Sterling silver is a metal alloy containing 92.5% silver by weight. The majority of the rest of the alloy is copper. In England, from 1238 until 1999 (excluding a brief period from 1697 - 1720), sterling silver was the minimum purity of silver alloy that could be legally sold as ‘silver’. Items of a lessor quality had to be described as white metal.

Silver, in its pure form, is very soft. In order, to strengthen it, it needs to be alloyed with another metal and the metal normally used for this is copper. Experience has shown that a ratio of 92.5% silver to 7.5% copper produces an excellent silver alloy, easily worked and highly durable.

In 1158, Henry II made this alloy the legal standard required of the British coinage. This standard and the silver coins that used it were so important to the British monetary system, that the currency became known as Pounds Sterling with one Pound being equal in value to one troy pound of sterling coins.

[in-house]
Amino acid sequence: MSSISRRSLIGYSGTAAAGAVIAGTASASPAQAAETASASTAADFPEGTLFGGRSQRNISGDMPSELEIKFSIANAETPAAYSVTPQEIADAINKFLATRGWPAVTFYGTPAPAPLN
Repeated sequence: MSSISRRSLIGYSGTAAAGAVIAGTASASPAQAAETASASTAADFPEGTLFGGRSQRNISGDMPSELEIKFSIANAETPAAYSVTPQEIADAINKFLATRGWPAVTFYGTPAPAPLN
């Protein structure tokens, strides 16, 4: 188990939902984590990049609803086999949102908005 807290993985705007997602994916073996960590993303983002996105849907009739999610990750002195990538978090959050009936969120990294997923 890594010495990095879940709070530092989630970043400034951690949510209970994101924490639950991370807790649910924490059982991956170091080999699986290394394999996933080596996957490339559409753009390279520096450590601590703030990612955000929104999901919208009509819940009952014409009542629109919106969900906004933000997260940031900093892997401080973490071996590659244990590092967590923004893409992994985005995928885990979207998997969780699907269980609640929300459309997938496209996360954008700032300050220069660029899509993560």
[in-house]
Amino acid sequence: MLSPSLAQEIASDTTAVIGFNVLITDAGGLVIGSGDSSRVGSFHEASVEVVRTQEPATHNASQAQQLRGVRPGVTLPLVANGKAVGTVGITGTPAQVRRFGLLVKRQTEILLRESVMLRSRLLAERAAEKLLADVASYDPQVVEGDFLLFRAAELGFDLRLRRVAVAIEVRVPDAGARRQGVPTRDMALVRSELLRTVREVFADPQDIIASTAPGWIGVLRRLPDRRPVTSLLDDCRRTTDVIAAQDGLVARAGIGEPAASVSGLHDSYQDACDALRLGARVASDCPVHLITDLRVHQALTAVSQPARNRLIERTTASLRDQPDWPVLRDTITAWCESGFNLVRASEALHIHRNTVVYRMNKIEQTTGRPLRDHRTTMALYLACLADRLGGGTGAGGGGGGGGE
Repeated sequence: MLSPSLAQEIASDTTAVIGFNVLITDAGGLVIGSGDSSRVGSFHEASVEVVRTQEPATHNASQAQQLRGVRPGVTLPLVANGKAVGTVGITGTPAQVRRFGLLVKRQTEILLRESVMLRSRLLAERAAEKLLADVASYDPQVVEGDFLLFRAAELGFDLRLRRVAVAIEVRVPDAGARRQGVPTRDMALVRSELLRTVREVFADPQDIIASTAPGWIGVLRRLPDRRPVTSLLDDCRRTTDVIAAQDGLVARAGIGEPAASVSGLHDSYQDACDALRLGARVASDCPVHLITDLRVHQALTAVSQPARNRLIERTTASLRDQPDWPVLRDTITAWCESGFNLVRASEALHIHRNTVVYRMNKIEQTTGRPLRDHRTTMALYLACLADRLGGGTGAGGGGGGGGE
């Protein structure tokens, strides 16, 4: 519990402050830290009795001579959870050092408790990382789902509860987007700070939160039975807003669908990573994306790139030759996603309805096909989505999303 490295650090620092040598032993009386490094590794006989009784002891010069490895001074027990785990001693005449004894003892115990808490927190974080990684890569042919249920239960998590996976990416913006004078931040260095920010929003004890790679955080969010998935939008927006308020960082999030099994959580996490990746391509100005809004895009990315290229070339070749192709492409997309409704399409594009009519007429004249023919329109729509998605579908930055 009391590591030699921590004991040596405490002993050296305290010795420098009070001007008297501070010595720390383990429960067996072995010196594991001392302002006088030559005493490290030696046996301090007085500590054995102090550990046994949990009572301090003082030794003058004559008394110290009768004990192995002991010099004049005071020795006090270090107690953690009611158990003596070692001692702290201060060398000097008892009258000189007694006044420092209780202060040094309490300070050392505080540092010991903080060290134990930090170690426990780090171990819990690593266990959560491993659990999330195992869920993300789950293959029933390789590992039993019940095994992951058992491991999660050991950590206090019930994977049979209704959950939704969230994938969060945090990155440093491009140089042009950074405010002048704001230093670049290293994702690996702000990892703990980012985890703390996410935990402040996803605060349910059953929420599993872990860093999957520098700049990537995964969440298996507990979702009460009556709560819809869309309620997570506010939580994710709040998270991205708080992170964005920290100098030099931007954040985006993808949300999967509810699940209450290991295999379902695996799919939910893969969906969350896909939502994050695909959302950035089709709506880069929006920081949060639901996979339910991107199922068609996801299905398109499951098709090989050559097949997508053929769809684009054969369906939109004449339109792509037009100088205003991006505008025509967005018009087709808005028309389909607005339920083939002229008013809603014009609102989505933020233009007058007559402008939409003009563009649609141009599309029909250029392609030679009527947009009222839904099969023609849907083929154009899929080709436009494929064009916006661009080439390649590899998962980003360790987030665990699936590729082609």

Because silver had become the backbone of our monetary system it became very important that all silver items were regulated for quality and so, in 1238, Henry III passed a law that stated no silver items could be made which were 'worse than the king's money' and sterling silver became the minimum standard allowed for wrought silver items.

Since that point until 1999 (excluding the period of Britannia Standard Silver from 1697 - 1720) Sterling Silver was the minimum purity of silver alloy allowed to be sold as silver in the UK. However, the hallmarking act of 1999 introduced a new minimum, 800 standard silver, which is 80% pure.

Below you can browse our complete inventory of Sterling Silver items and quickly find the item you're looking for. We have a large range of antique and old sterling silver items to choose from.

© I.Franks 2024. All Rights Reserved